The Da Vinci Code is a fantasy, meanwhile, the Hasan-Jalalians are no fictional characters. They were and still are real living individuals, who claim a direct blood lineage to the Bagratid kings of Armenia and Hayk Nahapet, the epic forefather of the Armenians. And they also claim a connection to no one other than the Old Testament’s Japheth and his father Noah.

It seems that, consequently, the Gandzasar Monastery might turn into an international hotspot that might soon vie The Da Vinci Code’s Chapel in Scotland.

Holy See of Gandzasar

The leader of the Artsakh Diocese, Archbishop Pargev

The Gandzasar Monastery is currently in the Mardakert District of the Nagorno Karabakh Republic. About two hours drive from Stepanakert and you will get there. It stands atop of the Mt Gandzasar (hence the name). It is a large green hill that rises above the historical town of Vank.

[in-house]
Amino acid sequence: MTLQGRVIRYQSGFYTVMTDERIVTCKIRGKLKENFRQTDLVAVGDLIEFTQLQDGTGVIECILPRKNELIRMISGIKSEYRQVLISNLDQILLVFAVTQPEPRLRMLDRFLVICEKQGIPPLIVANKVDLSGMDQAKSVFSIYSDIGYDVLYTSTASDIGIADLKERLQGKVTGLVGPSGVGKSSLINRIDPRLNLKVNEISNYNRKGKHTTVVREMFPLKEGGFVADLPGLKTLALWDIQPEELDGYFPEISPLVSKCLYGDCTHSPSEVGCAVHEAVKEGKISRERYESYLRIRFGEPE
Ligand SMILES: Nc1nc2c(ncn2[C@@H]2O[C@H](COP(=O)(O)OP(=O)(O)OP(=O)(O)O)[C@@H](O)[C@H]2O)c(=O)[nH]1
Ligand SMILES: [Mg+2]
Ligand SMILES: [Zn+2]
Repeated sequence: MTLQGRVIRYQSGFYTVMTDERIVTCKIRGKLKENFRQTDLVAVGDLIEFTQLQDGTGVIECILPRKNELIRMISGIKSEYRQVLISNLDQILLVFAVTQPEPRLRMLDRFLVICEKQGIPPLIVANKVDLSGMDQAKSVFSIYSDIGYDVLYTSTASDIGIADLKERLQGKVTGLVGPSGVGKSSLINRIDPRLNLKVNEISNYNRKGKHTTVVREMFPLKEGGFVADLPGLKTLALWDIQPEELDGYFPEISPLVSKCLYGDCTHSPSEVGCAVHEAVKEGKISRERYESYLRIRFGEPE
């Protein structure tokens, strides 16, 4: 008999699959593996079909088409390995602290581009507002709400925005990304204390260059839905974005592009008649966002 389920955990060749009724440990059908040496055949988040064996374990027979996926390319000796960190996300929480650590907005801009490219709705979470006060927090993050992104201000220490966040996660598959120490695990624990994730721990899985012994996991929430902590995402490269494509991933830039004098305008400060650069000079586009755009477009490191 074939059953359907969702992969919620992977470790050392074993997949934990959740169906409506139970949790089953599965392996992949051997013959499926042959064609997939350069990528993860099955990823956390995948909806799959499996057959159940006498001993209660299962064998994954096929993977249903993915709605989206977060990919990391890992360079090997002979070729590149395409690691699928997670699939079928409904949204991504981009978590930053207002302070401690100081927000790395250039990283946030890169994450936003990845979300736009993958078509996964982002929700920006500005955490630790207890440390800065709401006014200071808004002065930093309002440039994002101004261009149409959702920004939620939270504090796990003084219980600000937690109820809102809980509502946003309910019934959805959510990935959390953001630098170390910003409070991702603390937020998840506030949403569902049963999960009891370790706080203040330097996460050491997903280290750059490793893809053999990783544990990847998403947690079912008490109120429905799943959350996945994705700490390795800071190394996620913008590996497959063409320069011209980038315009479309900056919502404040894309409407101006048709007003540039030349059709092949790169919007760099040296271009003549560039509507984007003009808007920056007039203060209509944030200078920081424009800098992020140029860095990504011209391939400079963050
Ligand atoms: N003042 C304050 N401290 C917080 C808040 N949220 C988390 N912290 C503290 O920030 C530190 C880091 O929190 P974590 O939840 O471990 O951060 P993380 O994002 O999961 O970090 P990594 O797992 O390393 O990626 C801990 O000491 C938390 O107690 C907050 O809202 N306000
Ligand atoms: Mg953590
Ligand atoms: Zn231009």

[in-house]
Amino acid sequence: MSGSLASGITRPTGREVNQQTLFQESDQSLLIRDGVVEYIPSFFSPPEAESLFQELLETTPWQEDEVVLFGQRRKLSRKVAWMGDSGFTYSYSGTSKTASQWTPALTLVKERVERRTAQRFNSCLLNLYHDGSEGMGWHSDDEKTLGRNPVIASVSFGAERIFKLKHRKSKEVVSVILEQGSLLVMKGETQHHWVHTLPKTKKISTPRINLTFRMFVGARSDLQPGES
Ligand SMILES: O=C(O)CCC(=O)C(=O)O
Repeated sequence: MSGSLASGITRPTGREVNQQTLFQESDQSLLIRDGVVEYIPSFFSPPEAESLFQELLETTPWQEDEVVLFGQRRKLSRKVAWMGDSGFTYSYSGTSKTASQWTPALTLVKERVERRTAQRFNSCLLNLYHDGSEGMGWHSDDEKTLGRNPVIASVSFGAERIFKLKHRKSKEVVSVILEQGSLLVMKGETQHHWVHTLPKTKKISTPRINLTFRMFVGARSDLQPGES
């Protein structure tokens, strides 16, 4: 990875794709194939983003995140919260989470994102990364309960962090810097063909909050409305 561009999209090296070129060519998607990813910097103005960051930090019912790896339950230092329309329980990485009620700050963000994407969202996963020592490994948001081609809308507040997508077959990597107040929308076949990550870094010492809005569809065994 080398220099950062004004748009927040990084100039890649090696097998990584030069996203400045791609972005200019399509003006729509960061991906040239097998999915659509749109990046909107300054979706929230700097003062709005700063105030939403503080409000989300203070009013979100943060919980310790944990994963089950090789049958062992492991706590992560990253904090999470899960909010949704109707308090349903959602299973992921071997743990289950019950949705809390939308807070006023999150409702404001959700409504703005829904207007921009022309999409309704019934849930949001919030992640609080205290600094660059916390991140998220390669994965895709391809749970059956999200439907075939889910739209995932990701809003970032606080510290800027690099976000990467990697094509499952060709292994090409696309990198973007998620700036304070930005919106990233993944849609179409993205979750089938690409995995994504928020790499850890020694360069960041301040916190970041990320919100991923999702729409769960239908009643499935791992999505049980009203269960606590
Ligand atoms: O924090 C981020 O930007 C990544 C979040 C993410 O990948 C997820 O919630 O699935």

The name “Gandzasar” from Armenian means “Treasure Mountain.” “Gandz” means a “treasure” and “sar” means a “mountain”. They point to the ancient copper and silver mines found in the vicinity. But the real treasure, however, might also be the architectural and historical significance of the monastery.

Gandzasar is a walled abbey. Consists of both ecclesiastical and non-ecclesiastical buildings. The centerpiece is the Cathedral of St. Hovhannes Mkrtich (St. John the Baptist; Armenian, about which you have read above). It is a large church with a cupola in the inscribed cross plan.

Hasan Jalal’s successors assumed the surname Hasan-Jalalian in the memory of their celebrated grandparent. The clerical line, in addition, controlled top positions of the Holy See of Gandzasar hereditarily. Meanwhile, the original, princely one, continued administering the Province of Khachen as princes and meliks.

Mongol hordes and other tribes sacked the monastery several times.(at the beginning of the thirteenth century). In the late eighteenth century, the gangs of the Turkic chieftain Ibrahim-Khalil Javanshir looted Gandzasar. He was the tribal lord from the family of the self-proclaimed “Khans of Karabakh”.